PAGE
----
Obama’s People Stay Adamantly Noncommittal

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The White House’s game on health care reform has been obvious since at least the middle of the summer, when President Obama unnerved much of his base by announcing that “the public option, whether we have it or we don’t have it, is not the entirety of health care reform.”

That was news to much of the left, for whom the public option represents the only redeeming feature of the current reform effort. Without it, liberals suspect, reform will mostly amount to a massive, taxpayer-funded giveaway to private insurers, who—thanks to a new individual mandate—will be handed millions of new customers (many of them young and healthy) while facing no competitive pressure to cut costs or curb many of their unsavory, profit-minded practices.

In his public statements since then, including his September address to Congress, the president has made it clear he shares the left’s basic belief in the concept of a public health insurance option. But he has made it equally clear that his bottom line is different from theirs and that if a bill without a public option lands on his desk, he’ll still sign it.

Even now, with the left hoping that the White House will lean on Senate leaders—who are now trying to hash out a compromise plan from a Health, Education, Labor and Pensions Committee bill that includes a public option and a Finance Committee bill that doesn’t—to write a public option into the final bill, that bottom line isn’t budging, one of Obama’s top advisers made clear on Sunday.

In an appearance on ABC’s “This Week,” David Axelrod reeled off the usual platitudes about the public option and its potential to stir badly needed competition in the healthcare system. “But that doesn’t mean we halt the process,” Axelrod quickly cautioned. “There are people in the Senate, Republicans and Democrats, who have objected to [the public option], and we have to work through these issues, and we’re going to do that.”

He added: “There will be compromise, there will legislation, and it will achieve our goals—helping people who have insurance get more security, get more accountability from the insurance industry, helping people who don’t have insurance get insurance they can afford, and lowering the overall cost of the system.”

And when host George Stephanopoulos followed that up by asking if it was accurate to say that the White House wouldn’t demand a public option in the final bill, Axelrod replied, “I think the final bill will achieve those goals and a public option would help.” Which was a very long way of saying yes.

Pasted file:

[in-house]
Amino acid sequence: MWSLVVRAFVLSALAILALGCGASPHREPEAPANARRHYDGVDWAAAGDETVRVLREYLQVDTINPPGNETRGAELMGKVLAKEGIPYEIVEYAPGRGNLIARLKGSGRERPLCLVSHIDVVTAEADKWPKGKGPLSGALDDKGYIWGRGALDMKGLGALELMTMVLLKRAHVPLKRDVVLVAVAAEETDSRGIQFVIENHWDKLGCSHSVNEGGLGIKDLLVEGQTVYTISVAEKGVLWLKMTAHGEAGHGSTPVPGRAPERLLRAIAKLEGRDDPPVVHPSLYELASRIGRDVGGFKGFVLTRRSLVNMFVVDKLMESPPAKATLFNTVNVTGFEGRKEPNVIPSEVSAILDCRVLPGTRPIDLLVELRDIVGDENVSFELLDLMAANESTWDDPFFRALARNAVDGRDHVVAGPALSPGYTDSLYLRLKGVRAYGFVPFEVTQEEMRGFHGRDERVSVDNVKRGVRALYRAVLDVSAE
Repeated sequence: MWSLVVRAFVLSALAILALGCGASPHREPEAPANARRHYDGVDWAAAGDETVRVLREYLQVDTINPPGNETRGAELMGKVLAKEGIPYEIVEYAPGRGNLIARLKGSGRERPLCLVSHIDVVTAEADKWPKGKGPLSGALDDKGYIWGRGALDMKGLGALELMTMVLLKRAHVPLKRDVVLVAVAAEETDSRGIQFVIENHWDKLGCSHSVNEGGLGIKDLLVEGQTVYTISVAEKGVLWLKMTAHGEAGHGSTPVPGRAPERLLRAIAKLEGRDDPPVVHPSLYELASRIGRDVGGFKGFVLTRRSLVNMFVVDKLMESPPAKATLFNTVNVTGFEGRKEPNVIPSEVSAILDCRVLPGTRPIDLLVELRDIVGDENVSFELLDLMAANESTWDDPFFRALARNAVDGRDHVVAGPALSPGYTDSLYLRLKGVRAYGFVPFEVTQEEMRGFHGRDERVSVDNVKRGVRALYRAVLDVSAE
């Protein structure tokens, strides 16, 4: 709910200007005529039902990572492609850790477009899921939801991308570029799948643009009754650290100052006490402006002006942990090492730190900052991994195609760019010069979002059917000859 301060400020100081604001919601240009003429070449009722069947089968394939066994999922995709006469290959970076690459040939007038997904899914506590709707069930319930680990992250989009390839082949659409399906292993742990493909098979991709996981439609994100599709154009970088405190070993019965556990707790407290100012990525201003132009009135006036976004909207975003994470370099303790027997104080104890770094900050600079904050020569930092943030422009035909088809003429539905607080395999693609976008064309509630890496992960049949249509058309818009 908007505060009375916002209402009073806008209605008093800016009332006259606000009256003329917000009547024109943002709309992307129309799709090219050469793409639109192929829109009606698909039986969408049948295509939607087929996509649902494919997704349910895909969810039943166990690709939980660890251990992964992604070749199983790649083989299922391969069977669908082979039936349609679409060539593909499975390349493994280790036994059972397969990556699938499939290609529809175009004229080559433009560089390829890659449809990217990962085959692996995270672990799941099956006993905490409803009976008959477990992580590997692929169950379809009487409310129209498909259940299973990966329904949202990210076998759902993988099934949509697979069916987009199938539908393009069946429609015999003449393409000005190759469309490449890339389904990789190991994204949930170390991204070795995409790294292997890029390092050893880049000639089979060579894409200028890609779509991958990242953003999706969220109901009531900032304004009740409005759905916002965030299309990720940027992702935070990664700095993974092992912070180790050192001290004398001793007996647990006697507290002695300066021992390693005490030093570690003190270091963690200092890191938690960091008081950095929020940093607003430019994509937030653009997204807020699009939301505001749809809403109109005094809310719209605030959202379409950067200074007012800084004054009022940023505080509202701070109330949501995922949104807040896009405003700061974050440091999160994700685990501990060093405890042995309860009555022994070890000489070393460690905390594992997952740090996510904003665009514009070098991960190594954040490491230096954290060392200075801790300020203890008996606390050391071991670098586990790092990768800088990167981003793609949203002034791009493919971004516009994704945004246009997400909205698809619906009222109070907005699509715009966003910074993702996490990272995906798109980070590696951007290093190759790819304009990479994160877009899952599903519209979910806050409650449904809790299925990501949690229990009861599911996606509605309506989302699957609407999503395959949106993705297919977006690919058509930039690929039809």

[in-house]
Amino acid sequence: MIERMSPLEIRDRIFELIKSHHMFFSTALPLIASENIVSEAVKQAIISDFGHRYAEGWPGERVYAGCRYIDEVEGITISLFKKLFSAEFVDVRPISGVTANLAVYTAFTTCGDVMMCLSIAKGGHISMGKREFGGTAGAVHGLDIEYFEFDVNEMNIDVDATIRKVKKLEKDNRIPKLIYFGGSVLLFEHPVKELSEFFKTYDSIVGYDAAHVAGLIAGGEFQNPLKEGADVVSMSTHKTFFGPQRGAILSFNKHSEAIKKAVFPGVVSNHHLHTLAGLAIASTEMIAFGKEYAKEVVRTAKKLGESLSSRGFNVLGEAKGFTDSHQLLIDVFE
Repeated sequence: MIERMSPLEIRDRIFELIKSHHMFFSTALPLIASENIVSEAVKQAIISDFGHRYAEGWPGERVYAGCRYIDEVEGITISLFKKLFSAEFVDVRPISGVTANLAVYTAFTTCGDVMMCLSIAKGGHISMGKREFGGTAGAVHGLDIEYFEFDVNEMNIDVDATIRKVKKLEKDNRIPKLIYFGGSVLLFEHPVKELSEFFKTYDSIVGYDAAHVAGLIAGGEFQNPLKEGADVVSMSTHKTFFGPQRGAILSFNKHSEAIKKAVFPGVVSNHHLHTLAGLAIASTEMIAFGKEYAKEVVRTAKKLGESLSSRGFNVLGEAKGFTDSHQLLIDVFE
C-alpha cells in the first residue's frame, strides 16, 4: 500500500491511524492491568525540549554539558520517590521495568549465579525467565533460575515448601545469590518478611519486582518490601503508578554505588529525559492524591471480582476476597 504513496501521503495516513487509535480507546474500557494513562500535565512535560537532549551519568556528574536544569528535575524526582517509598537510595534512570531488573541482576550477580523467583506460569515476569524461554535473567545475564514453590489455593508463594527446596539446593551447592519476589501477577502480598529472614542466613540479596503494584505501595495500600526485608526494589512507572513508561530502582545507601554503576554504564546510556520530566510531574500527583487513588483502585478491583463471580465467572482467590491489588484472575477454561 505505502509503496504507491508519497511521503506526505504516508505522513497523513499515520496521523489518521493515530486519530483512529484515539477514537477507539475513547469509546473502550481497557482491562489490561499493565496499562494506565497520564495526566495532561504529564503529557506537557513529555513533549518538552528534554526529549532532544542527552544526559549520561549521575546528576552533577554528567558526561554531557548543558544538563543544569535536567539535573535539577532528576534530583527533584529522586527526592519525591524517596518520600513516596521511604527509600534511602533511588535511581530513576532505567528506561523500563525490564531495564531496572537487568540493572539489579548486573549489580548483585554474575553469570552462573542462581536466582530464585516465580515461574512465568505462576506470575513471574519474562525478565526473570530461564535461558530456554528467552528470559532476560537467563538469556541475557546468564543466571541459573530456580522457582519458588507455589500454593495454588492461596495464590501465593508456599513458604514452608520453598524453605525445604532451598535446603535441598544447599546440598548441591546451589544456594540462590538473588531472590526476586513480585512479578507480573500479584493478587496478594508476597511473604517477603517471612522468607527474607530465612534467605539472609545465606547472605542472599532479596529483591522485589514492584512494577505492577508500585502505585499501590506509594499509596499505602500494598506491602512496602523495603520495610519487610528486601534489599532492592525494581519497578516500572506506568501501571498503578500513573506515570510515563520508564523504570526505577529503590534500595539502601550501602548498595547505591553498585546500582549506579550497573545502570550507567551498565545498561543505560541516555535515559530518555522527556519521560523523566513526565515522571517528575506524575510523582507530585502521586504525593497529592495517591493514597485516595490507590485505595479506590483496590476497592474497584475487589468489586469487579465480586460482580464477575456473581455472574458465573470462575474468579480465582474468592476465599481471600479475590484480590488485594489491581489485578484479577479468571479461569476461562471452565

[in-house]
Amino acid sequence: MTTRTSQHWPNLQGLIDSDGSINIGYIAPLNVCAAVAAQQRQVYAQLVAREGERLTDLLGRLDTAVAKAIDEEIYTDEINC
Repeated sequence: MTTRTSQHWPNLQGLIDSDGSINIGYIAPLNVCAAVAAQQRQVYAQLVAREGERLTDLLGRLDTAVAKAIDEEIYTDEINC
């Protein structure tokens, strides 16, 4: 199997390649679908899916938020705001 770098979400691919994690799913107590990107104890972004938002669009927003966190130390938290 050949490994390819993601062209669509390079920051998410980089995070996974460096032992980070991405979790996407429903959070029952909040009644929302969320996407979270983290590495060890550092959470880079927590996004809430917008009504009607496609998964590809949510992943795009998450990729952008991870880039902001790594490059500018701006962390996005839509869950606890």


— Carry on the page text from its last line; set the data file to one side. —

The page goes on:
At one level, the White House’s posture makes sense.

They are guided—haunted, some would say—by Bill Clinton’s experiences when he threw himself into health care reform in his first term. Clinton and his wife commissioned their own task force, drew up their own plan, and attempted to impose it on Congress. They were met with resistance that should have been predictable and that should have triggered them to seek compromise. Instead, they dug their heels in, rejected deal-making from moderates, and watched the entire enterprise blow up in their faces.

Obama and his team have strived to avoid Clinton’s mistakes. That has meant showing extraordinary deference to Congress—setting a few broad, overarching goals for reform, then leaving it to House and Senate leaders to create a package that can actually pass both chambers and reach the president’s desk. Staying out of the public option debate, a very sensitive subject in the Senate, is part of this strategy.

There’s also a more basic imperative for the president: He badly needs to be seen as having scored a political victory on health care, an issue that has flummoxed and undermined presidents for decades. The promise of his presidency was and remains transformational change, but his critics—with increasing support from mainstream outlets—are starting to score points with the claim that he really hasn’t done much. A health care signing ceremony would serve as a powerful refutation of this contention.

Understandably, then, the White House view seems to be that some kind of reform bill, even if it ends up watered down and laughably limited in scope, is better than no reform bill—so why let a sticky subject like the public option be the deal-breaker?

Reinforcing this sense is the fact that the public option, even in the context of the most generous and expansive legislation now under consideration, would only affect a sliver of Americans—mainly small business employees and individuals not covered by employer plans. The vast majority of Americans would be ineligible to buy in even if they wanted to. The White House seems to have concluded that there’s no good reason to go to war over something that affects so few.

This sort of thinking isn’t wrong, politically. Any kind of health care reform bill this year probably will help the Democrats in 2010. But there is a longer-term consideration: If the bill is too weak and too worthless this year, it will be a lot tougher to go back and reform it and to make it more effective in future years.

This is the strongest argument for insisting on a public option, no matter how weak, right now: as long as a basic, skeletal outline of a public plan is in the final package, there will be something to work with in the future. There will be a chance, in other words, to create—eventually—a public option that will actually be open to all Americans and that will change the competitive landscape in the way proponents imagine.

That kind of reform will benefit Democrats far more in the long term –five, ten, 20 years down the line, much the way Medicare remains a political winner for them today.

If there’s no public option in this year’s bill, that future is hard to imagine.

Obama’s People Stay Adamantly Noncommittal